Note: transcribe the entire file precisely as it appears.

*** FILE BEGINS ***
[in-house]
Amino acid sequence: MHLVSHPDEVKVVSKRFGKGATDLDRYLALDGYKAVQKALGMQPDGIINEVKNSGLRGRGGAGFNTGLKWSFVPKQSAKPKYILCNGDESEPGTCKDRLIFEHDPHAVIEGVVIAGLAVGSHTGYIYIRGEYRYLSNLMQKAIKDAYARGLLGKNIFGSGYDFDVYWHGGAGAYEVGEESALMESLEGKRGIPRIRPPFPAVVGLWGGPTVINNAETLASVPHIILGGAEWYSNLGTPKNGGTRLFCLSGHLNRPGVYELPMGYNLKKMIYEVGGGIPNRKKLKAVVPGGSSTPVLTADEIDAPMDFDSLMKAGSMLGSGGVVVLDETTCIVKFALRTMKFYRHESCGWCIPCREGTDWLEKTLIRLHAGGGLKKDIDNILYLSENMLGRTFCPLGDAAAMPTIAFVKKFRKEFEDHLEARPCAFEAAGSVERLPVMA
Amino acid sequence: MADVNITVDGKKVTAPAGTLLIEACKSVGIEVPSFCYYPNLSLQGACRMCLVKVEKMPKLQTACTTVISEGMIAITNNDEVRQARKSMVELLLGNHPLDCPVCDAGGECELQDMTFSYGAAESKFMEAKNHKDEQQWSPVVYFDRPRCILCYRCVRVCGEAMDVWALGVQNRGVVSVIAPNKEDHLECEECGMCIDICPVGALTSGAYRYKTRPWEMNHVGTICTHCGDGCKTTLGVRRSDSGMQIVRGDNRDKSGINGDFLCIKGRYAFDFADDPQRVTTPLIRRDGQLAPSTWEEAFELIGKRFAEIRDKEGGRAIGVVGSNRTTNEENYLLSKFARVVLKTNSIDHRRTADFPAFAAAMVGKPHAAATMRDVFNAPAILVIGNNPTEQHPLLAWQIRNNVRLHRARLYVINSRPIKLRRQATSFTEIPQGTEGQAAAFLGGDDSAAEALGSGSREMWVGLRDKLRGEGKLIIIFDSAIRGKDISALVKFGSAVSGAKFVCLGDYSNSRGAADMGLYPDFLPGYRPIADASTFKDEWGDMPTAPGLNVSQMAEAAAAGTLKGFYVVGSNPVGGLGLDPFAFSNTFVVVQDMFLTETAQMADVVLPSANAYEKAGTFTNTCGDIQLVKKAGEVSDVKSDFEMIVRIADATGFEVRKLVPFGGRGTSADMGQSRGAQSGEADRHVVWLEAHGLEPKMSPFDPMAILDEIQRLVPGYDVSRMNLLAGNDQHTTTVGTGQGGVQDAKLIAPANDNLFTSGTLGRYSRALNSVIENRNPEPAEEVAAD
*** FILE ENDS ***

[in-house]
Amino acid sequence: MHLVSHPDEVKVVSKRFGKGATDLDRYLALDGYKAVQKALGMQPDGIINEVKNSGLRGRGGAGFNTGLKWSFVPKQSAKPKYILCNGDESEPGTCKDRLIFEHDPHAVIEGVVIAGLAVGSHTGYIYIRGEYRYLSNLMQKAIKDAYARGLLGKNIFGSGYDFDVYWHGGAGAYEVGEESALMESLEGKRGIPRIRPPFPAVVGLWGGPTVINNAETLASVPHIILGGAEWYSNLGTPKNGGTRLFCLSGHLNRPGVYELPMGYNLKKMIYEVGGGIPNRKKLKAVVPGGSSTPVLTADEIDAPMDFDSLMKAGSMLGSGGVVVLDETTCIVKFALRTMKFYRHESCGWCIPCREGTDWLEKTLIRLHAGGGLKKDIDNILYLSENMLGRTFCPLGDAAAMPTIAFVKKFRKEFEDHLEARPCAFEAAGSVERLPVMA
Amino acid sequence: MADVNITVDGKKVTAPAGTLLIEACKSVGIEVPSFCYYPNLSLQGACRMCLVKVEKMPKLQTACTTVISEGMIAITNNDEVRQARKSMVELLLGNHPLDCPVCDAGGECELQDMTFSYGAAESKFMEAKNHKDEQQWSPVVYFDRPRCILCYRCVRVCGEAMDVWALGVQNRGVVSVIAPNKEDHLECEECGMCIDICPVGALTSGAYRYKTRPWEMNHVGTICTHCGDGCKTTLGVRRSDSGMQIVRGDNRDKSGINGDFLCIKGRYAFDFADDPQRVTTPLIRRDGQLAPSTWEEAFELIGKRFAEIRDKEGGRAIGVVGSNRTTNEENYLLSKFARVVLKTNSIDHRRTADFPAFAAAMVGKPHAAATMRDVFNAPAILVIGNNPTEQHPLLAWQIRNNVRLHRARLYVINSRPIKLRRQATSFTEIPQGTEGQAAAFLGGDDSAAEALGSGSREMWVGLRDKLRGEGKLIIIFDSAIRGKDISALVKFGSAVSGAKFVCLGDYSNSRGAADMGLYPDFLPGYRPIADASTFKDEWGDMPTAPGLNVSQMAEAAAAGTLKGFYVVGSNPVGGLGLDPFAFSNTFVVVQDMFLTETAQMADVVLPSANAYEKAGTFTNTCGDIQLVKKAGEVSDVKSDFEMIVRIADATGFEVRKLVPFGGRGTSADMGQSRGAQSGEADRHVVWLEAHGLEPKMSPFDPMAILDEIQRLVPGYDVSRMNLLAGNDQHTTTVGTGQGGVQDAKLIAPANDNLFTSGTLGRYSRALNSVIENRNPEPAEEVAAD